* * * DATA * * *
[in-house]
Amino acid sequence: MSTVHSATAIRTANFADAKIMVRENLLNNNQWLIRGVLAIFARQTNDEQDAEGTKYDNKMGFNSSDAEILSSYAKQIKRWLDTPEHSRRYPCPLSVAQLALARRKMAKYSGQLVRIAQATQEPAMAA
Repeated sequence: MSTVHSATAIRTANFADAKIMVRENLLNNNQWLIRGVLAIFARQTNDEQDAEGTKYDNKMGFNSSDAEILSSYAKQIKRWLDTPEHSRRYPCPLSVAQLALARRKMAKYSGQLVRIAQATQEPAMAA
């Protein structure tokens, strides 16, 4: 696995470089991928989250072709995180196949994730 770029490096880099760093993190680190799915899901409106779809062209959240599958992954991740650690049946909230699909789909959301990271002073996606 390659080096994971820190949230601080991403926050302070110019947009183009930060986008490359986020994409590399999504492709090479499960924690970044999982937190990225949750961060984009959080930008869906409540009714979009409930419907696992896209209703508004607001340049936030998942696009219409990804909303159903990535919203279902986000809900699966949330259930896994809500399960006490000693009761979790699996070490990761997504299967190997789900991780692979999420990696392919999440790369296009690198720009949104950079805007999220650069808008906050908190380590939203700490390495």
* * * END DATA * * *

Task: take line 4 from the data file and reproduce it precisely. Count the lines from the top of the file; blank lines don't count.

């Protein structure tokens, strides 16, 4: 696995470089991928989250072709995180196949994730 770029490096880099760093993190680190799915899901409106779809062209959240599958992954991740650690049946909230699909789909959301990271002073996606 390659080096994971820190949230601080991403926050302070110019947009183009930060986008490359986020994409590399999504492709090479499960924690970044999982937190990225949750961060984009959080930008869906409540009714979009409930419907696992896209209703508004607001340049936030998942696009219409990804909303159903990535919203279902986000809900699966949330259930896994809500399960006490000693009761979790699996070490990761997504299967190997789900991780692979999420990696392919999440790369296009690198720009949104950079805007999220650069808008906050908190380590939203700490390495």